The Great Workplace 2.0: EmployeeScreen University Guest Article
September 10, 2009
We like to celebrate innovation and thought leadership in the human resources world even if it doesn’t address background checks and employment screening. Robert Schepens, CEO of Champion Staffing recently wrote the book, “The Great Workplace 2.0” and we think you’ll enjoy this excerpt [which we published as a guest article on EmployeeScreen University] as well as the overall concept of tomorrow’s great workplace.
How and Why a Company 1/3 Your Size is Going to Have Your Marketplace for Lunch
A Great Workplace functions at a higher level of purpose and productivity and is a more interesting place to work than other “normal” organizations. It attracts great talent and it attracts great results…for the customer. It extends its intelligent self-interests beyond the executive suite into the depths of its own employment, into the rich treasure troves of vendor knowledge, the community and to other “Participants”. It reaches out to the crowd within its community for solutions. It simply does not adhere to the old model of corporate hierarchy and held power. The Great Workplace of today invites being benchmarked, but is always one step beyond being so static that its definitions are fluid.
The Great Workplace 2.0 is in fact a fluid community. It interacts with its participants and creates communication avenues that foster the immediate interaction of questions, ideas, opinions and therefore solutions or opportunities. It has substantially removed the obstacles to Open Innovation and discouraged most linear or legacy ideals. It uses knowledge gained through more “open-invitation” processes and feeds upon the rich knowledge and input from all sources that touch the organization. It is both created on and by purpose and has the ability to change its tactical or strategic directions quickly. The corporate legacy model focused upon impressive-sounding “Mission Statements” and “shareholder return” (regardless of what that meant). In many circumstances, businesses were operated not because they really wanted to, but because they “should”. They sustained themselves because there were stock certificates to support.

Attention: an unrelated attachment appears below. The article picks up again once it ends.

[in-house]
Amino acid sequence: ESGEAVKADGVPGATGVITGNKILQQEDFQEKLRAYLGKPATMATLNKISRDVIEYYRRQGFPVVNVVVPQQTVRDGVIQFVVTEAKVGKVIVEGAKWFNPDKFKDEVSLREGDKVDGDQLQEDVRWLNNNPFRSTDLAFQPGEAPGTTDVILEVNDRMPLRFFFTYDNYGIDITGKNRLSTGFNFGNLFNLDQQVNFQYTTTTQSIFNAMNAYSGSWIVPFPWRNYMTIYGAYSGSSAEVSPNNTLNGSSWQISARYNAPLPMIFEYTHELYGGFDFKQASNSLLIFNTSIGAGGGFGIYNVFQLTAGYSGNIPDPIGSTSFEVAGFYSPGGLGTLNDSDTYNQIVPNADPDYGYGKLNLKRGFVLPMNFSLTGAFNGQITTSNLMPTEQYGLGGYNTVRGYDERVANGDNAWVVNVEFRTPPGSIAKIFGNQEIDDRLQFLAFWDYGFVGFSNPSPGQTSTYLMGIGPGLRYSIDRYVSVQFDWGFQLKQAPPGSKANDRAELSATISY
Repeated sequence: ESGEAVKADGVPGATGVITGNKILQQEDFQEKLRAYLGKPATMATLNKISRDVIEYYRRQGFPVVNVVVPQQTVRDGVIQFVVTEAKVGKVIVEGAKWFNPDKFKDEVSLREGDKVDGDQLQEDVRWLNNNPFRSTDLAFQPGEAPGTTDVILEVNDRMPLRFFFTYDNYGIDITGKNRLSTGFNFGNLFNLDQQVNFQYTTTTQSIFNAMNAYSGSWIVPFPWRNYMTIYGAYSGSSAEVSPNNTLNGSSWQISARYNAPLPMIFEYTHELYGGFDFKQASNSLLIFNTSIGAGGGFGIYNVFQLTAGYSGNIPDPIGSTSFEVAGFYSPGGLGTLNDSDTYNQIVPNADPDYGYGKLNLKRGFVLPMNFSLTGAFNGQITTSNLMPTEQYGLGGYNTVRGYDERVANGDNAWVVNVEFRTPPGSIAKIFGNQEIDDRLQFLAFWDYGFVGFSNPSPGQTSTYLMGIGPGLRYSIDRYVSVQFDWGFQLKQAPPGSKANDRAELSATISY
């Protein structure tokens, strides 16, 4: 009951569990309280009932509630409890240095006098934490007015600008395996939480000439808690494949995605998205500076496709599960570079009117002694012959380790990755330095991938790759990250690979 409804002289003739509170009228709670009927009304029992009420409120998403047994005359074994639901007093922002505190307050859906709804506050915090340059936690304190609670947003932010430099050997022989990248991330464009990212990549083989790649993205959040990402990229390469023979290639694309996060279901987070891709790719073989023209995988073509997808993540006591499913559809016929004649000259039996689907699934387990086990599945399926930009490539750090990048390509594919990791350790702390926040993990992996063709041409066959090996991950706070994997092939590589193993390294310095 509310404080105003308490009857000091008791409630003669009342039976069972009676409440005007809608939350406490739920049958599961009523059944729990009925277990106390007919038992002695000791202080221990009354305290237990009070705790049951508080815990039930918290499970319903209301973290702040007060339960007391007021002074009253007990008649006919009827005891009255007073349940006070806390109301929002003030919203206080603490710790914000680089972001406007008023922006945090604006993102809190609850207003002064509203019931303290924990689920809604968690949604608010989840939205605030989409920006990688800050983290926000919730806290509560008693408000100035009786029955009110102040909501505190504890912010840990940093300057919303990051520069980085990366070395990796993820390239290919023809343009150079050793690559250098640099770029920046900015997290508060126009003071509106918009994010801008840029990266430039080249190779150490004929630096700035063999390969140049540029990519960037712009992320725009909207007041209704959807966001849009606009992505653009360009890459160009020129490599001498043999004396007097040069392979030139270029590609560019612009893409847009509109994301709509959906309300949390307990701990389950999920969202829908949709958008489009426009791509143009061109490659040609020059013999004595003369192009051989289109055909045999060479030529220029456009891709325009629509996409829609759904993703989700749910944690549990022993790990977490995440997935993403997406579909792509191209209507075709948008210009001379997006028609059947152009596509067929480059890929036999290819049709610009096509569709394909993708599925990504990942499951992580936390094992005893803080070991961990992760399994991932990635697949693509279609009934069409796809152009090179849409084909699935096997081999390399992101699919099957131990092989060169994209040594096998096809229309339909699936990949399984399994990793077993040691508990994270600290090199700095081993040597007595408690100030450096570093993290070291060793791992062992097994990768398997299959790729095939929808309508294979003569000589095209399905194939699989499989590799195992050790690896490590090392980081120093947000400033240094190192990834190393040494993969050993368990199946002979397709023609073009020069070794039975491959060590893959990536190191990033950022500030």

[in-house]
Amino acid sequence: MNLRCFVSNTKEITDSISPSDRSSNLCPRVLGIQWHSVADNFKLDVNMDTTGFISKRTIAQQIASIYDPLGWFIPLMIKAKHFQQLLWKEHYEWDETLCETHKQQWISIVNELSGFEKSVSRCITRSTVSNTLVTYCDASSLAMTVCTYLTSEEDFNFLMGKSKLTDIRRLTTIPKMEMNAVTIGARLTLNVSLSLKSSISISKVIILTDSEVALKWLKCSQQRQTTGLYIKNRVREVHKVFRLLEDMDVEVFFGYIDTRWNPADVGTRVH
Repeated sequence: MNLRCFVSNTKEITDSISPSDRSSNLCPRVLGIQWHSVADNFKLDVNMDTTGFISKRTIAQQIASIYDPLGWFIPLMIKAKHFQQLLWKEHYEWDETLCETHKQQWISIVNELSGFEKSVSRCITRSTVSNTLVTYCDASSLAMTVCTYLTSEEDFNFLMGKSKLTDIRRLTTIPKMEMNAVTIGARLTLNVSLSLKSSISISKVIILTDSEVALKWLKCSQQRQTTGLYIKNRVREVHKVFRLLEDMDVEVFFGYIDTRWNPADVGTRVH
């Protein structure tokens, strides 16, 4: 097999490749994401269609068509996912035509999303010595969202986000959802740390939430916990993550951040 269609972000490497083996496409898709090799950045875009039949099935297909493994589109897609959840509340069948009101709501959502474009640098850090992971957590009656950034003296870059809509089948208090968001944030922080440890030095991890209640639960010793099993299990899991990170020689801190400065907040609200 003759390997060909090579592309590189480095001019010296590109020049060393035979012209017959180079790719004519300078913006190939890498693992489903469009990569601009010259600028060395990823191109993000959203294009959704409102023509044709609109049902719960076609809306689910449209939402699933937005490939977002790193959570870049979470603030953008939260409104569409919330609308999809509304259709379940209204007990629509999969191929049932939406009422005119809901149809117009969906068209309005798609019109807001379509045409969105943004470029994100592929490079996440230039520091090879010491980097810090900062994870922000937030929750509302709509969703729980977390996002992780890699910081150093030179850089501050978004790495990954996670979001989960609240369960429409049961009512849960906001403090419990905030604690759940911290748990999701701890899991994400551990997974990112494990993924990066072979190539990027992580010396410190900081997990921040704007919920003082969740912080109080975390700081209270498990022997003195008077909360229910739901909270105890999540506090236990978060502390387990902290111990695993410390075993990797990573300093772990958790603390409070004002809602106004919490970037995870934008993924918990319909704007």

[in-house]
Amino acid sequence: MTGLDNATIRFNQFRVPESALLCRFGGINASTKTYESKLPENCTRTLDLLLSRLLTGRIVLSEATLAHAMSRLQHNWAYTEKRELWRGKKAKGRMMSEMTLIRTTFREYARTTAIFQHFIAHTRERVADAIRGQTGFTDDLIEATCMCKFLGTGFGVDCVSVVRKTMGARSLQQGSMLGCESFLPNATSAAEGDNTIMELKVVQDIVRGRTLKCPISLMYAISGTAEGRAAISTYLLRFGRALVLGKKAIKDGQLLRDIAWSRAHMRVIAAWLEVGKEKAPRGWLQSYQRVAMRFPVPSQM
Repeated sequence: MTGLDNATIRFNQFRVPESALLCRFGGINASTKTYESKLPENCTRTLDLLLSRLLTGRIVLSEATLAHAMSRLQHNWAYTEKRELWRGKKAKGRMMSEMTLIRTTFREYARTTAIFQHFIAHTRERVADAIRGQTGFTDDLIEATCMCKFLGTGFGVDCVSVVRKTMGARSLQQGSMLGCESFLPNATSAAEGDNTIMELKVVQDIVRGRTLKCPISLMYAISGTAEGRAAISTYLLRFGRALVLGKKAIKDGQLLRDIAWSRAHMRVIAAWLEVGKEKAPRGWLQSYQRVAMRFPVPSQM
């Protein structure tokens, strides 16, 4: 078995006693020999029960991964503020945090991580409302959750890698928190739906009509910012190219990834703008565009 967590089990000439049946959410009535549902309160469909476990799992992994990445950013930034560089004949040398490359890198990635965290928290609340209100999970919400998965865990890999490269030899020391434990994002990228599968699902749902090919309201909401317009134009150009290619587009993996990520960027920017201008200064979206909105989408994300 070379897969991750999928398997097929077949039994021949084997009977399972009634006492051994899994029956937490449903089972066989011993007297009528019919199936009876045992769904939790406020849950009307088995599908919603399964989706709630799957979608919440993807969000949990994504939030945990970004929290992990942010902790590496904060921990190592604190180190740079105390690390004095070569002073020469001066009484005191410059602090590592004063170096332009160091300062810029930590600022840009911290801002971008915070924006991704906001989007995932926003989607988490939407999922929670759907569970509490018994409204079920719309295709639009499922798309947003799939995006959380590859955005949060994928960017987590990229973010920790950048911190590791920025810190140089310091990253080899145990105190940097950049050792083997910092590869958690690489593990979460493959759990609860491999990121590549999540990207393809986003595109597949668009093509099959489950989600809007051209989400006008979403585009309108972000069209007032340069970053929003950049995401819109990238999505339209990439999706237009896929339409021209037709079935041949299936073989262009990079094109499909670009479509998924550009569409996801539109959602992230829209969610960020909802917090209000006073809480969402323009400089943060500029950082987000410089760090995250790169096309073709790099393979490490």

That old model was built upon relative size and the ability to do things for ITSELF on a grand scale: benefits, bonuses, unions, giveaways, charitable donations, dividends and having employees see their company in print or in TV ads. If you work for Shell Oil or for General Motors you must work for a great company. We feted big companies as “great” workplaces because they flowed forth with great benefits, nominally gave away their services as charity and in general treated employees as cats in Pharaoh’s chambers. Just the mention of “I work for National City Bank” meant something impressive. It was akin to saying that you attended Notre Dame while the Fighting Irish were a national football powerhouse. The “aura” was the value. The old model created strong Tribes and the reputation of that Tribe became the recipient of all things corporate.
But while employers reveled in being big and powerful, the very nature of WORK, who does it, where, why and with whom has been changing dramatically and forever. The “Social Contract” with employers and workers has changed. The “workplace” is no longer just hired employees and employer. It is no longer a space confined to a legacy corporate structure. And that has dramatically changed the way people and executives look at Great Places To Work, and in turn Great Workplaces.